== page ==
@matty7 It stays in one place, more or less! I tie it to my mooring with two ropes at each end, using a system known as "spring lines". In theory this stops it moving forwards and backwards in the wind, the current or when another boat passes by, specially if it is going too fast. The rule on most waterways is a maximum speed of 4mph, but even slower (engine on tickover) when passing moored boats. However, it only makes a marginal difference. Partly this is because the water level changes and it can be disastrous to have your mooring ropes too tight. Boats near me have taken on water and sunk because the owner didn't keep an eye on their ropes. That can prove expensive. In practice, though, the boat still moves and there are an amazing number of boaters who don't think to slow down sufficiently when passing moored boats. While typing this response I've had to get out and hold the boat away from the bank as one of the hire boats has gone by too fast. I used to get cross and say something. These days I don't bother, I just try to preserve a little of the paintwork by pushing the boat away from my landing stage.

About a week after I first moved on to a boat (I had a smaller one before this one) there was quite a storm. With all the rocking about I felt so nauseous I had to get off the boat and walk along the bank in the pouring rain. Thankfully, I seem to have got used to it and haven't had to do that again. In the days when people came to visit (remember them?) nearly everyone was surprised at how rocky the boat is. It still takes PA a day or two to get used to walking around inside a boat that rocks about. If I'm at the back on the tiller while we're on the move, I can feel from the way the boat handles when PA is moving around inside. I can usually tell when he's approaching me, but sometimes he's started talking to me and that has given me a shock. My first experience of narrowboats was in the 80s when I used to work on one each summer. I found myself rocking whenever I got out and tried to stand still on dry land.

I am fortunate to be on one of the lesser used waterways. I spent some time, when the engine was in one of its sporadic working moods going out for short trips to practice manoeuvres. The wind makes a big difference to the way the boat handles. Being the shape it is (Slightly steeper sides than usual for this kind of boat and having no keel - i.e. having a flat bottom rather than a pointy one like a sailing dinghy) means it can act just like a big sail in a wind and can easily be blown off course. Even at 3 or 4mph I have to keep a constant eye on where we're heading. A small lapse of concentration can see the boat heading into a bank or another boat. Matty, you're not the only one who would be nervous about "driving". PA has never had a go, though I've asked him several times if he would like to. If you've ever worked on a diesel engine this would make sense to you. It's an old BMC 1.5 which is used in all sorts of other vehicles including, I believe, London cabs at one time.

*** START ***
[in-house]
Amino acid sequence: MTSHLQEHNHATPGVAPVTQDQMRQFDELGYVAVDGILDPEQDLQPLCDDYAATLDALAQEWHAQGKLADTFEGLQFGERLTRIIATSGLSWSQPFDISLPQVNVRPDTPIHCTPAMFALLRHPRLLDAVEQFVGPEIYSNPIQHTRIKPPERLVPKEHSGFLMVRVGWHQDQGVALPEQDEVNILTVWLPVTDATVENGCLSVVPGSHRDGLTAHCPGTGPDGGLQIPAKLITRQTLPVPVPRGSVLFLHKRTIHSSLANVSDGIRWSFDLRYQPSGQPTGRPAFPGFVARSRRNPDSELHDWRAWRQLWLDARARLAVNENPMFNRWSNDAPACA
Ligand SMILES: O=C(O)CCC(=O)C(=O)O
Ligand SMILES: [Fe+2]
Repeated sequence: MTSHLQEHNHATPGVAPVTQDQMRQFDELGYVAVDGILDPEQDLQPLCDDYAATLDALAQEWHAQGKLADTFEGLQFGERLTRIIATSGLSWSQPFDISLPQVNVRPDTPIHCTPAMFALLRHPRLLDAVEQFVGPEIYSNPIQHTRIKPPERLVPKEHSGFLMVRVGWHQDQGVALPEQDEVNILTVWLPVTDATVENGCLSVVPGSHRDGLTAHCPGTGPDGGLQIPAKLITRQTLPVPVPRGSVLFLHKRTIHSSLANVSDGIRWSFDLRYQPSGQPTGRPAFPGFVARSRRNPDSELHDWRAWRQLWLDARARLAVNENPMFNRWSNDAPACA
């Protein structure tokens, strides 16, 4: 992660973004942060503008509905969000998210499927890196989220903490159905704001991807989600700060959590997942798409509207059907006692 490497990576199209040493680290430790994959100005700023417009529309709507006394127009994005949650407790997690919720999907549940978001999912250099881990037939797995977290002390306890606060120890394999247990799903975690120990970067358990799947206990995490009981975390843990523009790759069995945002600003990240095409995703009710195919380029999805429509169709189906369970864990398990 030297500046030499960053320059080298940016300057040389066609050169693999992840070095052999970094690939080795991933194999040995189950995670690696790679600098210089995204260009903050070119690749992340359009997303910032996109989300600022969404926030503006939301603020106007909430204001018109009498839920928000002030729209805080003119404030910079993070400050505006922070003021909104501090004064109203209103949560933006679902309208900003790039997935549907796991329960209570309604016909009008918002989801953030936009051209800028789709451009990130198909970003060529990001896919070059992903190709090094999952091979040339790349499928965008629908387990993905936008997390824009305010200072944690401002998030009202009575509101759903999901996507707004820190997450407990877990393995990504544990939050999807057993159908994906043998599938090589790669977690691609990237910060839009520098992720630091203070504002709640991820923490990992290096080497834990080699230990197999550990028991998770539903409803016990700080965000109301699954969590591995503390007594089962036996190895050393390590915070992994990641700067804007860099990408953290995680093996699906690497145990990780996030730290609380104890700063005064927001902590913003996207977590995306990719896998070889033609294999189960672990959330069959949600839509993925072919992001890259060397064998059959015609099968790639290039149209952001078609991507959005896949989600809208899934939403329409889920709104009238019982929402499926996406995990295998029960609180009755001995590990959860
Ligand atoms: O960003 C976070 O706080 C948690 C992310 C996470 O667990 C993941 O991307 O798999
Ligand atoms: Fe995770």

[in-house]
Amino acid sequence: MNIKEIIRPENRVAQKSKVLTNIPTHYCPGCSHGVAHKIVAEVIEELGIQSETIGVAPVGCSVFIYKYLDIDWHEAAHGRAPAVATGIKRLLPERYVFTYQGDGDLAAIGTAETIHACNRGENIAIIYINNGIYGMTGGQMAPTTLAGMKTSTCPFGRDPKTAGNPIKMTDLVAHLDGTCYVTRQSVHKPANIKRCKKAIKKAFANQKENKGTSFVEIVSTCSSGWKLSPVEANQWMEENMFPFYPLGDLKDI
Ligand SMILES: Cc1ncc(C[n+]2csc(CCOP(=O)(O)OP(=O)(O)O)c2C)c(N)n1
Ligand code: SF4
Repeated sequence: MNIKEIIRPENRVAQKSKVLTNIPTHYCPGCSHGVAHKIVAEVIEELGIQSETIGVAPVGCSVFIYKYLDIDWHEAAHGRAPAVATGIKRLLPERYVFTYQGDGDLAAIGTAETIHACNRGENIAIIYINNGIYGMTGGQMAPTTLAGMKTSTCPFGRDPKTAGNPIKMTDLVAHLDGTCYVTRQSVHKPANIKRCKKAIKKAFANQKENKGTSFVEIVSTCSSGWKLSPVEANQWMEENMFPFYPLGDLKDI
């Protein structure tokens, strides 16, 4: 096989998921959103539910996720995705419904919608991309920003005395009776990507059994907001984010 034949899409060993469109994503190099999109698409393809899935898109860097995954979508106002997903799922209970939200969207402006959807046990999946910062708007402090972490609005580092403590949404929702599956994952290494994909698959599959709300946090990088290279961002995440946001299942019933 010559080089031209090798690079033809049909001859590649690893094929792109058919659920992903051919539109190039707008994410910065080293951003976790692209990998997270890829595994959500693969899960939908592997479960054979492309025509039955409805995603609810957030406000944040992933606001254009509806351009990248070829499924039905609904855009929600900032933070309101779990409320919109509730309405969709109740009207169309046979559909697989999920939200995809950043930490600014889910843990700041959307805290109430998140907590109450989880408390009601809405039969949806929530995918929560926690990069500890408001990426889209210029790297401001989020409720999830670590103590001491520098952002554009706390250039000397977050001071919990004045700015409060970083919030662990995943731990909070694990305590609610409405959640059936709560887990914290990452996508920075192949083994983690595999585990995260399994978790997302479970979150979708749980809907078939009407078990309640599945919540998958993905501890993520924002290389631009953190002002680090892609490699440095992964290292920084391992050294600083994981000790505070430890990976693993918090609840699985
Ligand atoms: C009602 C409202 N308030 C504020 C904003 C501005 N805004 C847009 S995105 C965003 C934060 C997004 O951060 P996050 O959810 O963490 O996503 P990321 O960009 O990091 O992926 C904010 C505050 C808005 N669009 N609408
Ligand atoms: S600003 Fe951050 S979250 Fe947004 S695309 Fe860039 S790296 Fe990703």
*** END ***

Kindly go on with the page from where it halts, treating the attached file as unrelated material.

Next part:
well after your explanation of how the handling can be effected by so many thing i can now see why my mates hired one on holiday and hit 3 boats trying to moor up - im amazed they just let anyone hire them out for a holiday at all without experience lol.  
cannot believe PA has not had a go at steering your boat yet - hes been on it a ton of times - give him the wheel   one day and go to the back and see how he gets on lol , might be a case of sink or swim literally  Big Grin  

strangely enough ive never been on a river boat - i get that romantic image of them - not the image where your engine goes bang or the weather can bring on vomiting lol
"when u wake up with me ....I'll be your glass of water"
[-] The following 2 members Like matty7's post:
  • andy, marshlander
Reply
#13
Quote:well after your explanation of how the handling can be effected by so many thing i can now see why my mates hired one on holiday and hit 3 boats trying to moor up - im amazed they just let anyone hire them out for a holiday at all without experience lol.  
cannot believe PA has not had a go at steering your boat yet - hes been on it a ton of times - give him the wheel   one day and go to the back and see how he gets on lol , might be a case of sink or swim literally  Big Grin